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“Okinawa”, not “Okinawa-ken”

The people of Okinawa witnessed the landing of American soldiers on their beaches in the final stages of World War II.  A few short months after the bloody 82-day battle on Okinawa, other Japanese experienced another landing of American soldiers, this time as Occupation forces in August 1945.

During the Occupation years, as well as the following decades, the fate of the people of Okinawa was very different from the Japanese on the mainland.  The United States took over governance of the Ryukyu Islands. The islands were returned to Japan in 1972.  Until then, Okinawa (or the Ryukyu Islands) was not referred to as “Okinawa-ken.” In a few materials housed in the Prange Collection, the term “Okinawa-ken” or citing Okinawa as “a part of Japan” was deleted by the censors. Below are some examples:

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Preservation: cutting the folds

In the process of preparing the education books for digitization, we were surprised to find that many of the books in a section that is comprised primarily of textbooks in and about the German language, had pages that were uncut.  In a sense, these books dodged censorship, as the Civil Censorship Detachment (CCD) censors simply could not check the content on every page.

As unique as they are, we need to cut the folds before scanning these materials.

In the slide show below, a Prange staff member shows you how to open up uncut pages.

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Featured magazines published in Shimane Prefecture

This post is Part XI in a continuing series on a portion of the Prange magazine collection that is now available in digital form onsite at the National Diet Library of Japan (NDL). (See the series in Featured Magazines.) 

In this post, we are featuring magazines published in Shimane Prefecture.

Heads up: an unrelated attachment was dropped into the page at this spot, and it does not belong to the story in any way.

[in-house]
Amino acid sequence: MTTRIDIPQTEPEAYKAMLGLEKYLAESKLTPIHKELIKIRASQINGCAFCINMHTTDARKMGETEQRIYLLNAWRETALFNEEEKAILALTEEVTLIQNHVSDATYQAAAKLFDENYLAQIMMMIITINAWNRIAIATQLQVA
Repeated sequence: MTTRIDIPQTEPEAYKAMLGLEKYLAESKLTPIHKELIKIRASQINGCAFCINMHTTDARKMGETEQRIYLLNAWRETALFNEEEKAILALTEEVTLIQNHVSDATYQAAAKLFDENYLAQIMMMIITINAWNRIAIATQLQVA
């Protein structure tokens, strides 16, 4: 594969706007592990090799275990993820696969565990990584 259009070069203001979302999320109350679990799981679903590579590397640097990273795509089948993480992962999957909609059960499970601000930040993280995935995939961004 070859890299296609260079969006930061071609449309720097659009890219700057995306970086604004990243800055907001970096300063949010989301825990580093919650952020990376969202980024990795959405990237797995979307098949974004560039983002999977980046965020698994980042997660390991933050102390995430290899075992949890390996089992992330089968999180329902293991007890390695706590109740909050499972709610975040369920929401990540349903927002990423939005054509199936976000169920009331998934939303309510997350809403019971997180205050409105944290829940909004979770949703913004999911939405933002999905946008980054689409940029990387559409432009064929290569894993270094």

Doudogawa/どうどがわ is a newsletter published by Shimane kenritsu Daito Koto gakko Koyukai Kyodo Chosahan/島根県立大東高等学校校友会郷土調査班 [Shimane Prefecture Daito High School Research Group].  It contains research reports by its teachers and students.  For example, the February 1949 issue includes, “八雲神話と出雲” [Yakumo Myth and Izumo] and “三刀屋城附近の傳説” [Mitoya Castle and Its Legends].

Chidori/千鳥 includes essays, reports, and directories of alumni of Shimashi Fuzoku Shogakko/嶋師付属小学校 [Shimashi Elementary School].  On the last page, there is a short report on the reconstruction of school buildings.  The Prange Collection has issue No. 3, which is 75 pages.  According to the document submitted to the Civil Censorship Detachment (CCD), the circulation of that issue was 80.

  • 潮音. [1号(1947年1月)] (Call No. C-155)

Choon/潮音 is also a small publication of 60 circulation for the inaugural issue.   The printing condition is not good and it is very hard to read.  Yet, the publisher Minatomachi Seinenkai/港町青年会 used origami-like paper for the front cover to make it as appealing as possible.  Here is an ambitious comment by the editor in the first page:

終戦後混沌たる嵐に吹きまくられ人々はいたづらに右往左往するあはただしい時を送ってきたが今こそ吾々はこの混迷より醒め満ち溢れる熱き意気と力をもってあくまで正しき理念を持し新日本建設に努力せねばなりません。

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Wishing you all the best for 2018!

Happy New Year from the staff of the Prange Collection!

The Prange Collection will re-open on Tuesday, January 2, 2018.